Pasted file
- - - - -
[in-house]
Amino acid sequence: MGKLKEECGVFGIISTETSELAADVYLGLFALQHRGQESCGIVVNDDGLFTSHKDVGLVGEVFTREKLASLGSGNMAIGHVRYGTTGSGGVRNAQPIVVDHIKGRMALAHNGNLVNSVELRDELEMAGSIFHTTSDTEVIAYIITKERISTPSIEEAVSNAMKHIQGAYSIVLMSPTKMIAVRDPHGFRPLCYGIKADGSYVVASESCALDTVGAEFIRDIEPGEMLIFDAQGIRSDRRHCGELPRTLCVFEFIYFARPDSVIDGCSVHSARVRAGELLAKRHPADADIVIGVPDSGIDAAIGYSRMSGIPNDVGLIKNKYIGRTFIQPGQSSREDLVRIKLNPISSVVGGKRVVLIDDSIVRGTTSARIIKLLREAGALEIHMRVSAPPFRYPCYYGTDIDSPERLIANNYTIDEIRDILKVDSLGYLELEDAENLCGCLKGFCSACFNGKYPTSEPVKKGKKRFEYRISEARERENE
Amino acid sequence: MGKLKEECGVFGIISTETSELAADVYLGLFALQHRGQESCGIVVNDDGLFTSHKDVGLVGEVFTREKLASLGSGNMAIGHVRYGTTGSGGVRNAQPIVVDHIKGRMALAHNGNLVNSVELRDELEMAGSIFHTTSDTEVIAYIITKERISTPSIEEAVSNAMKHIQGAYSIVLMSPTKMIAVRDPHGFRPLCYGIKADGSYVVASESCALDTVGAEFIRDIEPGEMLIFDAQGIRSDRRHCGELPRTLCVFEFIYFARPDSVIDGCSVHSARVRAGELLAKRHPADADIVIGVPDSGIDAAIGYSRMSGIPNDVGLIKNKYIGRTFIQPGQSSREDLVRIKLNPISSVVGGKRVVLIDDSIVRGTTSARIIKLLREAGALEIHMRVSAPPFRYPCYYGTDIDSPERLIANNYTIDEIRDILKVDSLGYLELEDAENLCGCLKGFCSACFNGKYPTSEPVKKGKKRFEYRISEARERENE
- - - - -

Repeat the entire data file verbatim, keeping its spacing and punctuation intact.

[in-house]
Amino acid sequence: MGKLKEECGVFGIISTETSELAADVYLGLFALQHRGQESCGIVVNDDGLFTSHKDVGLVGEVFTREKLASLGSGNMAIGHVRYGTTGSGGVRNAQPIVVDHIKGRMALAHNGNLVNSVELRDELEMAGSIFHTTSDTEVIAYIITKERISTPSIEEAVSNAMKHIQGAYSIVLMSPTKMIAVRDPHGFRPLCYGIKADGSYVVASESCALDTVGAEFIRDIEPGEMLIFDAQGIRSDRRHCGELPRTLCVFEFIYFARPDSVIDGCSVHSARVRAGELLAKRHPADADIVIGVPDSGIDAAIGYSRMSGIPNDVGLIKNKYIGRTFIQPGQSSREDLVRIKLNPISSVVGGKRVVLIDDSIVRGTTSARIIKLLREAGALEIHMRVSAPPFRYPCYYGTDIDSPERLIANNYTIDEIRDILKVDSLGYLELEDAENLCGCLKGFCSACFNGKYPTSEPVKKGKKRFEYRISEARERENE
Amino acid sequence: MGKLKEECGVFGIISTETSELAADVYLGLFALQHRGQESCGIVVNDDGLFTSHKDVGLVGEVFTREKLASLGSGNMAIGHVRYGTTGSGGVRNAQPIVVDHIKGRMALAHNGNLVNSVELRDELEMAGSIFHTTSDTEVIAYIITKERISTPSIEEAVSNAMKHIQGAYSIVLMSPTKMIAVRDPHGFRPLCYGIKADGSYVVASESCALDTVGAEFIRDIEPGEMLIFDAQGIRSDRRHCGELPRTLCVFEFIYFARPDSVIDGCSVHSARVRAGELLAKRHPADADIVIGVPDSGIDAAIGYSRMSGIPNDVGLIKNKYIGRTFIQPGQSSREDLVRIKLNPISSVVGGKRVVLIDDSIVRGTTSARIIKLLREAGALEIHMRVSAPPFRYPCYYGTDIDSPERLIANNYTIDEIRDILKVDSLGYLELEDAENLCGCLKGFCSACFNGKYPTSEPVKKGKKRFEYRISEARERENE